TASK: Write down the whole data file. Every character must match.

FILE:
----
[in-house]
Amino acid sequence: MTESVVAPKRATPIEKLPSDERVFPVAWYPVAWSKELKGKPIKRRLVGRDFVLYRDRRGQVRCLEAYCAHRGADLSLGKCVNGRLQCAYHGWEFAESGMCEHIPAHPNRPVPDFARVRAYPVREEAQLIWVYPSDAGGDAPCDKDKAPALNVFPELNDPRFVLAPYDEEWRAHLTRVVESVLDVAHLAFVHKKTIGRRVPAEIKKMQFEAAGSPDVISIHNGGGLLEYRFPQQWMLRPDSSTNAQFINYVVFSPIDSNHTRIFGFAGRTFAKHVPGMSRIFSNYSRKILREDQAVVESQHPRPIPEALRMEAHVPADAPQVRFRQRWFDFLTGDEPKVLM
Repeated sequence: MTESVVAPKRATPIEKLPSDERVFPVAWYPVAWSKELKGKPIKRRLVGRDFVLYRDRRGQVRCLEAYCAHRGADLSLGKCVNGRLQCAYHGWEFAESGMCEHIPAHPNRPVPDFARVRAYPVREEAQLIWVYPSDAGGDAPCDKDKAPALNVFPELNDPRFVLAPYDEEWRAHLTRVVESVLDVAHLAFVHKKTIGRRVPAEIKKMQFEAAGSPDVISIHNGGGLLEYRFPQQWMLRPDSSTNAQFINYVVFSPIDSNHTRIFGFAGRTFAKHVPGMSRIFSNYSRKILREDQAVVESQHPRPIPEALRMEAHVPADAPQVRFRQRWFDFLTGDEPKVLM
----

[in-house]
Amino acid sequence: MTESVVAPKRATPIEKLPSDERVFPVAWYPVAWSKELKGKPIKRRLVGRDFVLYRDRRGQVRCLEAYCAHRGADLSLGKCVNGRLQCAYHGWEFAESGMCEHIPAHPNRPVPDFARVRAYPVREEAQLIWVYPSDAGGDAPCDKDKAPALNVFPELNDPRFVLAPYDEEWRAHLTRVVESVLDVAHLAFVHKKTIGRRVPAEIKKMQFEAAGSPDVISIHNGGGLLEYRFPQQWMLRPDSSTNAQFINYVVFSPIDSNHTRIFGFAGRTFAKHVPGMSRIFSNYSRKILREDQAVVESQHPRPIPEALRMEAHVPADAPQVRFRQRWFDFLTGDEPKVLM
Repeated sequence: MTESVVAPKRATPIEKLPSDERVFPVAWYPVAWSKELKGKPIKRRLVGRDFVLYRDRRGQVRCLEAYCAHRGADLSLGKCVNGRLQCAYHGWEFAESGMCEHIPAHPNRPVPDFARVRAYPVREEAQLIWVYPSDAGGDAPCDKDKAPALNVFPELNDPRFVLAPYDEEWRAHLTRVVESVLDVAHLAFVHKKTIGRRVPAEIKKMQFEAAGSPDVISIHNGGGLLEYRFPQQWMLRPDSSTNAQFINYVVFSPIDSNHTRIFGFAGRTFAKHVPGMSRIFSNYSRKILREDQAVVESQHPRPIPEALRMEAHVPADAPQVRFRQRWFDFLTGDEPKVLM